Billionaire Club sued by Jamaican workers in the US.

A group of Jamaican nationals hired with seasonal visas to work at the Yellowstone Club claim in a lawsuit that the ultra-exclusive Montana resort and a staffing company cheated them out of tips and other compensation.

Among about 110 cooks, servers, bartenders and housekeepers who were allegedly recruited in Jamaica with promises of tips that could amount to $600 a night, one of the men suing said he believes he prepared meals for Bill Gates, Warren Buffett and Mark Zuckerberg.

Instead of getting ample pay, the Jamaicans “found themselves jointly employed by a temp-staffing firm from Georgia, robbed of their tips and service charges, and with deductions taken from their pay that they never agreed to,” according to the complaint filed Thursday in federal court in Butte, Montana.

The Jamaicans allege they were treated worse than other workers because they’re black. The group, which is represented by an advocacy group called Towards Justice, also filed a complaint with the U.S. Equal Employment Opportunity Commission.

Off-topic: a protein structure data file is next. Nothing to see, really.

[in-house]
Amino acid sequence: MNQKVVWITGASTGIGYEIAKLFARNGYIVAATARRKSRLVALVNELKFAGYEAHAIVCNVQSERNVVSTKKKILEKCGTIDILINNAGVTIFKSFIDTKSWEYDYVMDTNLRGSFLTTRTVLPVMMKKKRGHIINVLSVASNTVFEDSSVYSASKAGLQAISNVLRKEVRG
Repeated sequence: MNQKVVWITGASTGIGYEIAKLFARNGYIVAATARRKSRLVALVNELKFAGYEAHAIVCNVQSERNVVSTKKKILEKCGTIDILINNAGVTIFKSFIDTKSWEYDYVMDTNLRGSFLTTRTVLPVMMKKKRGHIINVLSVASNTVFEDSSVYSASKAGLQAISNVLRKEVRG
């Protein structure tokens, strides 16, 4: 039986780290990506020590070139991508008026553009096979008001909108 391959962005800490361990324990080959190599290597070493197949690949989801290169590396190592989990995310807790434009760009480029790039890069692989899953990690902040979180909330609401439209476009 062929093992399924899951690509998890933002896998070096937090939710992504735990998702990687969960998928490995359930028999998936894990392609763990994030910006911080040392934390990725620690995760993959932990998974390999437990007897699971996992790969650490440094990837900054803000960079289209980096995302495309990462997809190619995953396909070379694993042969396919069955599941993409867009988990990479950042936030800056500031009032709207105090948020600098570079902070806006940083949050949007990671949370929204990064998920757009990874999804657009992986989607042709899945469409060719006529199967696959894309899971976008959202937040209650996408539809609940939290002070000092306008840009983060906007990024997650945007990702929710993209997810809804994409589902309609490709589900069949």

Representatives of the Yellowstone Club didn’t immediately respond after regular business hours to phone calls seeking comment. The other defendant, Hospitality Staffing Solutions, couldn’t be reached after regular hours at its Atlanta headquarters.

The suit was filed as a class action on behalf of Jamaicans who worked at the club with H-2B visas in the winter of 2017-2018. It alleges civil racketeering, racial discrimination, failure to pay required wages, fraud and other claims.

Cooks like Nicholas Douglas, who recalled preparing meals for Gates, Buffett and Zuckerberg, were supposed to receive a percentage of the revenue for all food prepared in the kitchen, according to the complaint. Black Jamaican cooks on visas didn’t receive this compensation while other cooks did, according to the complaint.

When one Jamaican server complained at a meeting about his compensation, a human resources person from defendant Hospitality Staffing Solutions told him “he could always be ‘taken back to Jamaica,’” according to the complaint.

The case is Douglas v. Yellowstone Club Operating LLC, 2:18-cv-00062, U.S. District Court, District of Montana (Butte).

Story first appeared in Bloomberg buisness

Staff Reporter

News@lbcnewsjm.com

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